The first illustrations have surfaced for Naruto Spinoff: The Seventh Hokage and the Scarlet Spring Month, the miniseries by Masashi Kishimoto debuting in the April 27 issue of Weekly Shonen Jump.
Posted on Comic Natalie, the character designs depict Naruto’s son and Sasuke’s daughter Boruto (Bolt) and Sarada (Salad), who appeared in the final chapter of Naruto, as well as Naruto himself. Kishimoto concluded his fantasy-adventure epic in November after 15 years.
Retailing | The driver died early Sunday after crashing a car into Mile High Comics’ Jason Street “mega store” in Denver. There were no passengers, and no one was in the store at the time of the accident. [CBS Denver]
Manga | Masashi Kishimoto’s Naruto ended its weekly serialization in Shonen Jump magazine in November, but a spinoff miniseries, Naruto Gaiden: Nanadaime Hokage to Akairo no Hanatsuzuki (Naruto Spinoff: The Seventh Hokage and the Scarlet Spring Month), will launch in the April 27 issue of Japanese Shonen Jump. The magazine teases, “”Urgent News: The story enters a new generation …” [Anime News Network]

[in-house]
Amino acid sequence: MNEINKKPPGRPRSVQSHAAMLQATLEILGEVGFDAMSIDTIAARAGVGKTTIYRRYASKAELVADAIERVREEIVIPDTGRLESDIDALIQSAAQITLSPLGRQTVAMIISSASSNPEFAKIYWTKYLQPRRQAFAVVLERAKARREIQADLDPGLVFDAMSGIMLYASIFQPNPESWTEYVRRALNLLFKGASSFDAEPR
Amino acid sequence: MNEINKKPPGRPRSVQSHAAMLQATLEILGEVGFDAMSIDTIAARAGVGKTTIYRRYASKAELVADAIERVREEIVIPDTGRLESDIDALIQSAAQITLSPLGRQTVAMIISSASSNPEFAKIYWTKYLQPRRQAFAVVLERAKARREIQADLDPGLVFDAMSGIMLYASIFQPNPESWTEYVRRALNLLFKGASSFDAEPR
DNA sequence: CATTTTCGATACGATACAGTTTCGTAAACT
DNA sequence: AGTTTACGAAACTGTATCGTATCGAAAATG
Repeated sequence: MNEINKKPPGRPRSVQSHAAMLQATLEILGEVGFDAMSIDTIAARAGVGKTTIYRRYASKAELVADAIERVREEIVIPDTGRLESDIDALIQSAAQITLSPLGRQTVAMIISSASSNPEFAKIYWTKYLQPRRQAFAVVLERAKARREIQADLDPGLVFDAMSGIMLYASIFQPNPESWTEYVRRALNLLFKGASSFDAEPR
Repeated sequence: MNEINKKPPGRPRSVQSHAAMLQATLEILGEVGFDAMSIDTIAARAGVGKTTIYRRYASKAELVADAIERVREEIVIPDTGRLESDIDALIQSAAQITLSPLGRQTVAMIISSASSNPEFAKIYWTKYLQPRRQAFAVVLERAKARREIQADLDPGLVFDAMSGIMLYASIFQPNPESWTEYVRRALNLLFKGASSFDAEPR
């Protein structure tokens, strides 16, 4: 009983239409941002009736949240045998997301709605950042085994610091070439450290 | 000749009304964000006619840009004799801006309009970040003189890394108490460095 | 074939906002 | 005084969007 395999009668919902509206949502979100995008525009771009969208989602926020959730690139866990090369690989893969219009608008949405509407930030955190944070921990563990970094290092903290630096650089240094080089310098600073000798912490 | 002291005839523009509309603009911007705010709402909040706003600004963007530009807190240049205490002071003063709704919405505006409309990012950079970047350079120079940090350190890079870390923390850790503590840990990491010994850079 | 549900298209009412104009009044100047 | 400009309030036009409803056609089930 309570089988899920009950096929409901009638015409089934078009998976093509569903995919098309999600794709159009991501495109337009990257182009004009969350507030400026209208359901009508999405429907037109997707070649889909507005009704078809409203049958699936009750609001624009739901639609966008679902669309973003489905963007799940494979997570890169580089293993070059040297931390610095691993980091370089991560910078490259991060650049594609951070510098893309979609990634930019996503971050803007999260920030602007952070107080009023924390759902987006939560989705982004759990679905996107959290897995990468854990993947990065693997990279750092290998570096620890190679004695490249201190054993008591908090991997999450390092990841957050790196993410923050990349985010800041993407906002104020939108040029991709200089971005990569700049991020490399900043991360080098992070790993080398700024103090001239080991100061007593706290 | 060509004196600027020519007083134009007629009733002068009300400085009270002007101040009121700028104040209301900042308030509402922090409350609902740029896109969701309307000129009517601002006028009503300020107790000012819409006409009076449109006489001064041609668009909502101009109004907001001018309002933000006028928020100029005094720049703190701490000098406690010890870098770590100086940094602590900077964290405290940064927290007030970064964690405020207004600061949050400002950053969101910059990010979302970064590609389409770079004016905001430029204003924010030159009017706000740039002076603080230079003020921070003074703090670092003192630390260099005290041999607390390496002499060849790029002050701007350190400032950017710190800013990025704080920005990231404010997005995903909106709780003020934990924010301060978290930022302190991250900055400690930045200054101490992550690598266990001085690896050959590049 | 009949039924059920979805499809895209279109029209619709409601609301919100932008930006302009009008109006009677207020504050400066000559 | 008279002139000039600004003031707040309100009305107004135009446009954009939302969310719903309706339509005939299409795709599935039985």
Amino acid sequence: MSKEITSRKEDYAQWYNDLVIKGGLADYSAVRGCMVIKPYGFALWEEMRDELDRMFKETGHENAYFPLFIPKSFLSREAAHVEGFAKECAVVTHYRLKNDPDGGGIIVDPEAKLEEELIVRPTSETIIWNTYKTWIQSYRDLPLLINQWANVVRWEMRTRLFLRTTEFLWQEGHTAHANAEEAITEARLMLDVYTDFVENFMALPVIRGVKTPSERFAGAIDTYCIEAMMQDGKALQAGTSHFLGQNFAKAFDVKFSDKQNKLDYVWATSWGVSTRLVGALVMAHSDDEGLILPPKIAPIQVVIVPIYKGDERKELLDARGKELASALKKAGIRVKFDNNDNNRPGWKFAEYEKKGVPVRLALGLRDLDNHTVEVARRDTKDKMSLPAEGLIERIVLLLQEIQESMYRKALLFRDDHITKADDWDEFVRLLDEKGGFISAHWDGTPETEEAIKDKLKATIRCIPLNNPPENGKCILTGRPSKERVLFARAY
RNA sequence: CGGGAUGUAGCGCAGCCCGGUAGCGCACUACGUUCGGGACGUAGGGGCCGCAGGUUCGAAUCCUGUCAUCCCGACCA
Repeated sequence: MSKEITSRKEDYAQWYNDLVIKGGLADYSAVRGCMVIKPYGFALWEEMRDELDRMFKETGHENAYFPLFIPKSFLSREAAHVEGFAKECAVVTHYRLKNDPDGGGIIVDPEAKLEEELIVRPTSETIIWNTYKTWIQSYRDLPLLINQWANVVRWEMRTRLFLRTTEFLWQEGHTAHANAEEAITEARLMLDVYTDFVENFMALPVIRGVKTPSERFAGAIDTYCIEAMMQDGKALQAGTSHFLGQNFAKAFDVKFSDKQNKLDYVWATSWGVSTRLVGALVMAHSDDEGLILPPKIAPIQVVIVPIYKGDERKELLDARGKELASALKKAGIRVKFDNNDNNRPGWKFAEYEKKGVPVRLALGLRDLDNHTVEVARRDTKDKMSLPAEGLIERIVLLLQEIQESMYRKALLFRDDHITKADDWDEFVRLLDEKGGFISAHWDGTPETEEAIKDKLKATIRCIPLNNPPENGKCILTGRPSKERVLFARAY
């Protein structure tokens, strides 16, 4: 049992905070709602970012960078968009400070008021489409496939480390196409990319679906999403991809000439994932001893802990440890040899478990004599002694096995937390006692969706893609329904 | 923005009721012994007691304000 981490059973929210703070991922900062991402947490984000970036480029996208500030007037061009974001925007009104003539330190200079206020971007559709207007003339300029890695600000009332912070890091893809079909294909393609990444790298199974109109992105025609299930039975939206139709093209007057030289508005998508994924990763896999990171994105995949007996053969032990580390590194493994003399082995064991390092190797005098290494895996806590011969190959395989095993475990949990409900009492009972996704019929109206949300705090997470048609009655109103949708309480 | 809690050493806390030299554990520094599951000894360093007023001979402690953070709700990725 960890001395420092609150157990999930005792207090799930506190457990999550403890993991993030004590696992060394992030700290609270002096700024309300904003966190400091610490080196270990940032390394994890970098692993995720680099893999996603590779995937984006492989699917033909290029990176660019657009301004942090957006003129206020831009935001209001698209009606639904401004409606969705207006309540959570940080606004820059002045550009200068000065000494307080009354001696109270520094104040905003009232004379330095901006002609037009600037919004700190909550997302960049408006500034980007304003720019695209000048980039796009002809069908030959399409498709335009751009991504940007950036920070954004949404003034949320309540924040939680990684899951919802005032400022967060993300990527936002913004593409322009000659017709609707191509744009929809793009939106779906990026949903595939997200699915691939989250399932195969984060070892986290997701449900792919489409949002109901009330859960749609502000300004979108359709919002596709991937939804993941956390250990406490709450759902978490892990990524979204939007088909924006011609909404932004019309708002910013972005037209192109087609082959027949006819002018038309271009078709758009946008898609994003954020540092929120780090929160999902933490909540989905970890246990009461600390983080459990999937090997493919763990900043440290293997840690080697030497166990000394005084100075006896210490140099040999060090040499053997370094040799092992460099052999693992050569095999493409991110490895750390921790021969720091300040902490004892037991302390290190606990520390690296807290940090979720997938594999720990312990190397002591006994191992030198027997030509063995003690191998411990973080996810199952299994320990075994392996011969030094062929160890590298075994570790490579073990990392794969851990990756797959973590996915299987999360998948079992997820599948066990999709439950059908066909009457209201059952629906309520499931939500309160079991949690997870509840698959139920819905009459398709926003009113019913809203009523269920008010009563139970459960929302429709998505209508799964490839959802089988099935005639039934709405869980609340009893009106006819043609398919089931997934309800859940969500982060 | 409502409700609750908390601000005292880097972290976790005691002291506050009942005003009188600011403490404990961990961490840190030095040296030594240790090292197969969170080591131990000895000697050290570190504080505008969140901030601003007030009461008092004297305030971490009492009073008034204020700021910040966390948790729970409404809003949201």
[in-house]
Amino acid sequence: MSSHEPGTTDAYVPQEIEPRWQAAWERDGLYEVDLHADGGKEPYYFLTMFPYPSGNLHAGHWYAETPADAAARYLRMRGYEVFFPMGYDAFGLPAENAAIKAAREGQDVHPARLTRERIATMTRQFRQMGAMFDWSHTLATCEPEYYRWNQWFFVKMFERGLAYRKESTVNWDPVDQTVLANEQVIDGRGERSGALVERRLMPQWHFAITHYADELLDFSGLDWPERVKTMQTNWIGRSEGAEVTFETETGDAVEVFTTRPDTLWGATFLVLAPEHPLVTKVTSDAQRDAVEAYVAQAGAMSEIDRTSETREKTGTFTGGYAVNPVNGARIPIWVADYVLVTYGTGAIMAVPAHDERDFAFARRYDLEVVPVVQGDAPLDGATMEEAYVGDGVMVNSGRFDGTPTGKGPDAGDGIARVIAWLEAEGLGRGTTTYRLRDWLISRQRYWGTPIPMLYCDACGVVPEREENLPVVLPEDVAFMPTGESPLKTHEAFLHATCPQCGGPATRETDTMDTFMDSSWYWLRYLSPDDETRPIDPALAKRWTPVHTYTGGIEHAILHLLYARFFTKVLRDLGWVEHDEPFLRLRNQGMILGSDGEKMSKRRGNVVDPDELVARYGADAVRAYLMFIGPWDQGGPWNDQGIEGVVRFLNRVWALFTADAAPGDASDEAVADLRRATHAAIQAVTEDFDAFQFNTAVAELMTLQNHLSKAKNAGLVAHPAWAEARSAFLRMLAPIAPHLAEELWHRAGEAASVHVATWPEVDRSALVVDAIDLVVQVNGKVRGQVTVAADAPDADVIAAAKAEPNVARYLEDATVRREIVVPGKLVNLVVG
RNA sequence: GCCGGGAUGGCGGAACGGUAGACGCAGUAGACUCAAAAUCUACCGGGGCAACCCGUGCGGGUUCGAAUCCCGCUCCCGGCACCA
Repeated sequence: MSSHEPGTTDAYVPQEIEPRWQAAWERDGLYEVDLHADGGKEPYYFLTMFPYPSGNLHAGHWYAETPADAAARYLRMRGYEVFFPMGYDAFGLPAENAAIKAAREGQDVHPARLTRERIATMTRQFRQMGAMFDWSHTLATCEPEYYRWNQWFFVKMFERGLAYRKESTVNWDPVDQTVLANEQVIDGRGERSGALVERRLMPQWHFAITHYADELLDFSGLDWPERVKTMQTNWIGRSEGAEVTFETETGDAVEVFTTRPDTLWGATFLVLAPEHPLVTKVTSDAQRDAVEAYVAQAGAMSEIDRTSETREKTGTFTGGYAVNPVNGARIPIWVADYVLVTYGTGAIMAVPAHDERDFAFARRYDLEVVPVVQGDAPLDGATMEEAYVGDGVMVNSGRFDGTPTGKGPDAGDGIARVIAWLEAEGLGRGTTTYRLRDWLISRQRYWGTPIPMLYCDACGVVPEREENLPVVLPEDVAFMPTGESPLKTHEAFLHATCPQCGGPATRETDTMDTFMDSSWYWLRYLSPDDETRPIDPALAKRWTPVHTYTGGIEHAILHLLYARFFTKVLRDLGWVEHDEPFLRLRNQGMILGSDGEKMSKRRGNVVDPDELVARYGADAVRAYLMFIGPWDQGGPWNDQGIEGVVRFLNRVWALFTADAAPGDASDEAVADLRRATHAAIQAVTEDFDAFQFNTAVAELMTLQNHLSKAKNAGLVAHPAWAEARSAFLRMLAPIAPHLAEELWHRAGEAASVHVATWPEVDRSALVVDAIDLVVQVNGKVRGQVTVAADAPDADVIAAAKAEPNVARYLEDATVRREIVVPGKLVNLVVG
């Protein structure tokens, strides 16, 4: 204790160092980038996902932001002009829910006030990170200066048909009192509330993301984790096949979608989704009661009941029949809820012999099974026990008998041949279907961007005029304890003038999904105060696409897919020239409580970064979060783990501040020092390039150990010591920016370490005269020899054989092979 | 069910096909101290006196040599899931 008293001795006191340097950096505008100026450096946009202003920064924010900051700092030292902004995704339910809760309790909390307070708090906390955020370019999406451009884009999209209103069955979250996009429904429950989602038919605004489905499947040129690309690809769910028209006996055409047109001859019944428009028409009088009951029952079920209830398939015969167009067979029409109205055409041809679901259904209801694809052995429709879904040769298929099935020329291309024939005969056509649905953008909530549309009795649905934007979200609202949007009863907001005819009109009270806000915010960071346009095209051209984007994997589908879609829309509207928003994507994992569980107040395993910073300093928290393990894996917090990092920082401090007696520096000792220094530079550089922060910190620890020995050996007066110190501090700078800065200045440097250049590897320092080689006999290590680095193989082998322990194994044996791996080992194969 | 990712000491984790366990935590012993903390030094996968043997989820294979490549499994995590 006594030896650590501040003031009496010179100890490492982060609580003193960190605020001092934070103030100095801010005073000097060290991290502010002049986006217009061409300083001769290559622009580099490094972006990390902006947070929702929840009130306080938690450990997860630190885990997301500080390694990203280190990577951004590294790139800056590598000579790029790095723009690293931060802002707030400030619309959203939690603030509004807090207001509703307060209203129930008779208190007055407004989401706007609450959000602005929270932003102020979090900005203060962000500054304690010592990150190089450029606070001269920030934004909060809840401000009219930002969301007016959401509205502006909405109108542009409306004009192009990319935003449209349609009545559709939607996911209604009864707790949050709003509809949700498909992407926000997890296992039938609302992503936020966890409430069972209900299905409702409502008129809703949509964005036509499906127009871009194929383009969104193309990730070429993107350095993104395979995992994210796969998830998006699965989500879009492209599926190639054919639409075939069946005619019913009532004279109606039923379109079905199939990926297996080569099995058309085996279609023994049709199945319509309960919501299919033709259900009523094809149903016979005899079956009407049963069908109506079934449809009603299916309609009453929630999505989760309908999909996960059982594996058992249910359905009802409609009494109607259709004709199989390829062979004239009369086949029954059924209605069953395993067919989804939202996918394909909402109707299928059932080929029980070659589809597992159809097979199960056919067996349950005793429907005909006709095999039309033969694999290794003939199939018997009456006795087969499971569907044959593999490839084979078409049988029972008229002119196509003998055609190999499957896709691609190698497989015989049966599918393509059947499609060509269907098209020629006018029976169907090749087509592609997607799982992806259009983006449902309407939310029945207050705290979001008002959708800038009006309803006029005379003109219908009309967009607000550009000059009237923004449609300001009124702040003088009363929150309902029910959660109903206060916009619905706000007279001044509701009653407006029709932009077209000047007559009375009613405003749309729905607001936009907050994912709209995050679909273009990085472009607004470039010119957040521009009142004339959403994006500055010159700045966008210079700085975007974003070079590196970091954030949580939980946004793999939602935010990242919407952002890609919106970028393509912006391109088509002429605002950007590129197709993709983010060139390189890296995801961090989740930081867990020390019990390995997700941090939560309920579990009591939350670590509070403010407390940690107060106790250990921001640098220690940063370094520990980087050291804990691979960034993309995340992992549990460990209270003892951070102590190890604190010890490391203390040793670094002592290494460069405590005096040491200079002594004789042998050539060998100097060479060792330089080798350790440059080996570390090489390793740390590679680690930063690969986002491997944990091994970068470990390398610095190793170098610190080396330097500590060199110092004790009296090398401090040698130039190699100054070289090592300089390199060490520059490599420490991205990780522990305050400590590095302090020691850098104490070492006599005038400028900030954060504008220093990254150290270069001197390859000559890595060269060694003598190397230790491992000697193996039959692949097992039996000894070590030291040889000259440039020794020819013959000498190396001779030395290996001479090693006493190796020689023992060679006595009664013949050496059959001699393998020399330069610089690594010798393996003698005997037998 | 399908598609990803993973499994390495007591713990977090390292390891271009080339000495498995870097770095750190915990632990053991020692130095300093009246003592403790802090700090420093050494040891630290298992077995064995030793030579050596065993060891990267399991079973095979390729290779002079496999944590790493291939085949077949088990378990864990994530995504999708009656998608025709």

Publishing | The French satire magazine Charlie Hebdo was teetering on the edge of bankruptcy before armed gunmen attacked its offices last month, but the outpouring of support that followed has changed the financial picture: The first issue after the attack sold millions of copies, 250,000 new subscribers signed up, and the paper even received more than $4.5 million in donations. The flush of wealth is causing dissension among the staff, Sam Schechner reports, with some arguing that the publication should become a cooperative. At the same time, they’re discussing how Charlie Hebdo will keep its edge under the new circumstances. A new issue, the second since the attacks, is out on newsstands today. [The Wall Street Journal]